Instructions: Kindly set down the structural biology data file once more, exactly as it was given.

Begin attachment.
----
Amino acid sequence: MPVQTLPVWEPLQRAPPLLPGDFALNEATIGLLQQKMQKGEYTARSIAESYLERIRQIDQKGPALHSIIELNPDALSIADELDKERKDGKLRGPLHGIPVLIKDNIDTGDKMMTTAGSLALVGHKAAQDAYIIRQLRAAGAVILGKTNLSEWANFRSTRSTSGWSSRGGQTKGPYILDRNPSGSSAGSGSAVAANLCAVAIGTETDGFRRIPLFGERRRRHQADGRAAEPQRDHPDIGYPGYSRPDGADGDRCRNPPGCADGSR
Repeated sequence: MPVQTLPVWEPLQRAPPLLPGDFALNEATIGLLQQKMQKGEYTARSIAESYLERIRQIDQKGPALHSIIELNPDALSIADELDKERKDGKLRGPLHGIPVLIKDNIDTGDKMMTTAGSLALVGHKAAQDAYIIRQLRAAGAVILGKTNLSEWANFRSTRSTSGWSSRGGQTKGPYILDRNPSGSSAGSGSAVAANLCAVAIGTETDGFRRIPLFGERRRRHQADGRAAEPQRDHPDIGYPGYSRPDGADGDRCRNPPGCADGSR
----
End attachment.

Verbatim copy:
Amino acid sequence: MPVQTLPVWEPLQRAPPLLPGDFALNEATIGLLQQKMQKGEYTARSIAESYLERIRQIDQKGPALHSIIELNPDALSIADELDKERKDGKLRGPLHGIPVLIKDNIDTGDKMMTTAGSLALVGHKAAQDAYIIRQLRAAGAVILGKTNLSEWANFRSTRSTSGWSSRGGQTKGPYILDRNPSGSSAGSGSAVAANLCAVAIGTETDGFRRIPLFGERRRRHQADGRAAEPQRDHPDIGYPGYSRPDGADGDRCRNPPGCADGSR
Repeated sequence: MPVQTLPVWEPLQRAPPLLPGDFALNEATIGLLQQKMQKGEYTARSIAESYLERIRQIDQKGPALHSIIELNPDALSIADELDKERKDGKLRGPLHGIPVLIKDNIDTGDKMMTTAGSLALVGHKAAQDAYIIRQLRAAGAVILGKTNLSEWANFRSTRSTSGWSSRGGQTKGPYILDRNPSGSSAGSGSAVAANLCAVAIGTETDGFRRIPLFGERRRRHQADGRAAEPQRDHPDIGYPGYSRPDGADGDRCRNPPGCADGSR